I haven't cut out carbs completely; I know that my body needs carbs to burn to give me energy, I am just trying to make a healthy reduction to around the equivalent of one small potato a day
I have also cut out all the snacks and, now that I have cut them out, I realise just what a snack monster I was, particularly the salty variety. I have a real weakness for things like crisps, Bombay Mix, preserved meats etc. Other than that, I eat pretty healthily anyway so there's not much else to change other than reducing the size of the portions at meal times.
This has been going well so far; it has only been a week or so but I am feeling good, if not a little inspired. That was, however, until this morning (January 6), when I boarded the 8am train from Norwich to London Liverpool Street. It is an annoying time to get a train as it takes me 35 minutes to get to the station - on foot by the way; exercise is good, remember - and I have to be at the station half an hour before the train goes because I need to pick up my pre-booked tickets and there is always a long queue at the ticket office and rarely more than two of the maddeningly few automatic ticket machines working.
This morning there was only one. I got my ticket just in time to board the train. All this means I have to leave the house just before 7am; sometimes I don't have time for breakfast before I leave and it is the most important meal of the day, right?
Now, National Express has all but killed any joy there once was in travelling by train, as we already know. The loss of the restaurant car was a particularly cynical move and now the trolley cart rarely seems to come up and down the train so you have to go and jostle for position at the food window in what is laughingly called the buffet carriage to purchase average food at ridiculous prices. Buffet implies a selection, does it not? Well, there is a selection if you agree that a variety of carbohydrate-rich foods is a selection. Apart from drinks, there are few items that are not carb-rich. Except for a bag of nuts, it's all sandwiches, pasties, pastries and crisps.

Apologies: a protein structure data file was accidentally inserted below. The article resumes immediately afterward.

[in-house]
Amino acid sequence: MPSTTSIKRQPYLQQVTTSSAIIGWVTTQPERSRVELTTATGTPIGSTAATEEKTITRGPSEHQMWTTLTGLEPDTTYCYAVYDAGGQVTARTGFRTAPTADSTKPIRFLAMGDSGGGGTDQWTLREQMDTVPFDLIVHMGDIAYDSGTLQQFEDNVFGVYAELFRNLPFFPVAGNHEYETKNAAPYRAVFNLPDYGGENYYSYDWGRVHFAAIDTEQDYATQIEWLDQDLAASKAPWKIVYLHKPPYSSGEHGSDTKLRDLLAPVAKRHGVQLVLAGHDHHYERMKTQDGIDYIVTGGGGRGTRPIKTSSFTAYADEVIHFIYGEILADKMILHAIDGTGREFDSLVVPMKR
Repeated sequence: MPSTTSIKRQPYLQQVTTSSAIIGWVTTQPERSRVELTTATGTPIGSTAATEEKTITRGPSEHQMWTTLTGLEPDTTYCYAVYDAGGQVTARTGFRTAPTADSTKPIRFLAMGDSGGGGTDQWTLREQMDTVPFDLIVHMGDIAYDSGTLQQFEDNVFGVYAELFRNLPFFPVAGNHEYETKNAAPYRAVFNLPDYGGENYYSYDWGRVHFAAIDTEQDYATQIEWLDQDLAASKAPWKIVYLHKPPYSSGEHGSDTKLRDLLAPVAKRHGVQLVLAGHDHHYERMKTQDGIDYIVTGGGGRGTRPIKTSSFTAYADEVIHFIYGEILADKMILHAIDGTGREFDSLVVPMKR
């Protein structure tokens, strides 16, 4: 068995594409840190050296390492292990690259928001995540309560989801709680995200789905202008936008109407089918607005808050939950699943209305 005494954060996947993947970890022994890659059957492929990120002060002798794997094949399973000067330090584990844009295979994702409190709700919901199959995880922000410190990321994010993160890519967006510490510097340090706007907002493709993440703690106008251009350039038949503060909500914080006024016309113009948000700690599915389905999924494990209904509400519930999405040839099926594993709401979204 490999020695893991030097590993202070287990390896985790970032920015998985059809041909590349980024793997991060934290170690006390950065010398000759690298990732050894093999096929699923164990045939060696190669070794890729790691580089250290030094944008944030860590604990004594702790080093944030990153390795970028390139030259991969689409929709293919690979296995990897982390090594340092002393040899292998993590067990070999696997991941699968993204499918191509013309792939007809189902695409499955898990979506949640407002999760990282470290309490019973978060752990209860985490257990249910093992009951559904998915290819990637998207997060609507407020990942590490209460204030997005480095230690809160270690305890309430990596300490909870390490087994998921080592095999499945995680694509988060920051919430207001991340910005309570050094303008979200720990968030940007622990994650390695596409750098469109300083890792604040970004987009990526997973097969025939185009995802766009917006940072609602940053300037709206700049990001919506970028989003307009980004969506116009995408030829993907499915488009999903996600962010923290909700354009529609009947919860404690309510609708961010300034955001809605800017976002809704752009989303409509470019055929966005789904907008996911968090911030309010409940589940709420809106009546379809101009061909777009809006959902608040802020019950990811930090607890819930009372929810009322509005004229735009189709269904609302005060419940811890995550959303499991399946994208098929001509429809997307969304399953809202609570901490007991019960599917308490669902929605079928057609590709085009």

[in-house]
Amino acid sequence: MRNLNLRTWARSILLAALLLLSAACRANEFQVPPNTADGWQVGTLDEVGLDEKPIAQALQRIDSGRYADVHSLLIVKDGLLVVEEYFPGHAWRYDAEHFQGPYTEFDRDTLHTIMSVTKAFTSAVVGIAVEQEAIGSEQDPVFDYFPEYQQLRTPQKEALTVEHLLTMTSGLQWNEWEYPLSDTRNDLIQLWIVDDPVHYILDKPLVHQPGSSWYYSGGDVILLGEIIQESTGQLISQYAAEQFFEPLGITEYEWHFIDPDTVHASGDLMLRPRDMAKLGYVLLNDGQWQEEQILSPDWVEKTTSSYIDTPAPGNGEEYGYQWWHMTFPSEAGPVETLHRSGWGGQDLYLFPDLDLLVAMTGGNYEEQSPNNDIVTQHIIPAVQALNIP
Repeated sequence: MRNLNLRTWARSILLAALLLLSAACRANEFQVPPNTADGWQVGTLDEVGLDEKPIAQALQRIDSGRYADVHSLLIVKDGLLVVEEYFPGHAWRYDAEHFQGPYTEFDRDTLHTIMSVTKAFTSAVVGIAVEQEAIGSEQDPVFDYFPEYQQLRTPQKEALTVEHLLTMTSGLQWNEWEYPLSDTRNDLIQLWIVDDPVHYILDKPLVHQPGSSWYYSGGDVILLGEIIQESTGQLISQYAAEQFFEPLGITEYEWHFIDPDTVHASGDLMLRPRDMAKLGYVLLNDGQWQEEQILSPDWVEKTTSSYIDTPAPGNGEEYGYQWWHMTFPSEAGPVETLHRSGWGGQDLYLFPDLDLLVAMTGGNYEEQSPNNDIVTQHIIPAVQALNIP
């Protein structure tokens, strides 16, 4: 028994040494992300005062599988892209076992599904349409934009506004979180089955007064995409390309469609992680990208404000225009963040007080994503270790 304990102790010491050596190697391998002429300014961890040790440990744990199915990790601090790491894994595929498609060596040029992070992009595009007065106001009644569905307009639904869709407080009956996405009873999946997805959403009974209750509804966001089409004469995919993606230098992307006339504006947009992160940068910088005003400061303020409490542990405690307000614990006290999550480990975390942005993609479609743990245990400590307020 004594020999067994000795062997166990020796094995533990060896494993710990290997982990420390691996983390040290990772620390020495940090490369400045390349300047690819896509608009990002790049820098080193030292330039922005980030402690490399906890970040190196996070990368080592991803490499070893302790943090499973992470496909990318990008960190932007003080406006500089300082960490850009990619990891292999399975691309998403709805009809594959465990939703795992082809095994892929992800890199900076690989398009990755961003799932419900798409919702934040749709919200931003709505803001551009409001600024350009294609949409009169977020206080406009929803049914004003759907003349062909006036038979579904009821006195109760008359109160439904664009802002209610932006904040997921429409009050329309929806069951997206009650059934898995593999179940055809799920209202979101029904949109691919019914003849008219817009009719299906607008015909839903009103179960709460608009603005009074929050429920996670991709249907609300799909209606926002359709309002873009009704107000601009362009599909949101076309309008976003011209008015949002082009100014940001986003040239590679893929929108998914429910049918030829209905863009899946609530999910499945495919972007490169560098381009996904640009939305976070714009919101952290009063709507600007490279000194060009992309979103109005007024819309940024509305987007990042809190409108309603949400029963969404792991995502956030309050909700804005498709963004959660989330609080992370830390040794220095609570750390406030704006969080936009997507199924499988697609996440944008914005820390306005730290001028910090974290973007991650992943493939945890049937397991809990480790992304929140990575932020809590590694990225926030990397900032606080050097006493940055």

As I say, I am not a carb Nazi, so I decided to have a sandwich and a cup of tea. I then noticed that there was a deal available: buy a sandwich and get a drink and a bag of crisps for an extra �1.50. Now, considering that a cup of tea alone was �1.75, PG Tips by the way not the nice Twinings they used to have, and the crisps were probably at least a quid, this sounded like a good deal.
I did not, of course, want a bag of crisps, they are filthy, fatty, salty disgusting things! -- but the kiosk did have a puffed-up, shaped and flavoured rice snack, so I asked for those in my meal deal.
No. They are not part of the deal. I have to have crisps. I have to have crisps, okay. I guess the rice snacks are more expensive, so I said I'd take the meal deal and not have the crisps at all, thus saving 25p. I communicated this to the man behind the counter; this was his reply: 'You have to take the crisps or I have to charge you the full price.'
Yeah yeah, I know I know, it was a joke, right? No it wasn't. I had physically to take the crisps that I didn't want from the carbohydrate-delivery boutique, thus depriving National Express of the ability to sell them again for their standard inflated price. To take advantage of the deal, I have to have the crisps, I actually have to have the crisps. I trudged back to my seat with my sandwich, my cup of tea and my bag of crisps. I couldn't give them away on my return journey, everyone is either on a diet themselves or they would think I am mental and have poisoned the contents.
I sat and I ate my sandwich and I looked at my bag of crisps, a little bag of salty-flavoured heaven, begging me to tear it open and savour the crunchy, potatoey loveliness inside.
'It's not my fault that National Express has a bizarre policy of giving food away that nobody wants,' the little blue bag told me. 'Don't throw me in the bin; I am innocent in all this madness! Don't punish me.'
I wanted to be strict but the bag was right. It wasn't him trying to keep me fat, it was National Express. The bag of crisps and I shared the journey to Liverpool Street; some of it with him sitting next to me, some of it with his contents in my tummy.
Seriously, what chance have we got of losing weight in this world?